Nanowire growth enables creation of embedded heterostructures, where one material is completely surrounded by another. Through materials-selective post-growth oxidation it is also possible to combine amorphous oxides and crystalline, e.g. III-V materials. Such oxide-embedded structures pose a challenge for compositional characterization through transmission electron microscopy since the materials will overlap in projection. Furthermore, materials electrically isolated by an embedding oxide are more sensitive to electron beam-induced alterations. Methods that can directly isolate the embedded material, preferably at reduced electron doses, will be required in this situation. Here, we analyse the performance of two such techniques-local lattice parameter measurements from high resolution micrographs and bulk plasmon energy measurements from electron energy loss spectra-by applying them to analyse InP-AlInP segments embedded in amorphous aluminium oxide. We demonstrate the complementarity of the two methods, which show an overall excellent agreement. However, in regions with residual strain, which we analyse through molecular dynamics simulations, the two techniques diverge from the true value in opposite directions.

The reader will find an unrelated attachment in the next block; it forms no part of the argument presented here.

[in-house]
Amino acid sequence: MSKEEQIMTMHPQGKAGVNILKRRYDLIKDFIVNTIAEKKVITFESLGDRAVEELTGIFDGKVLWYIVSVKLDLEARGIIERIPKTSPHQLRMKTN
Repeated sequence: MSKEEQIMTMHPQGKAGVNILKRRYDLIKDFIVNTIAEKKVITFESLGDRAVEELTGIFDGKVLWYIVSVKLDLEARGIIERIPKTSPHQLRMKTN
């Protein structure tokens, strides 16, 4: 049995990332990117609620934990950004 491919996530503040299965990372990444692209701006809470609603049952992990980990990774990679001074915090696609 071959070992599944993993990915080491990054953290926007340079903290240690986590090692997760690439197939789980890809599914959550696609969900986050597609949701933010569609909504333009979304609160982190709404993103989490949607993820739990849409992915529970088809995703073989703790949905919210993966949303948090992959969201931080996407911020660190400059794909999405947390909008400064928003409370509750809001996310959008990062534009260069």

Bibliographical notePublisher Copyright:
Creative Commons Attribution license.
Subject classification (UKÄ)
- Condensed Matter Physics
- III–V materials
- transmission electron microscopy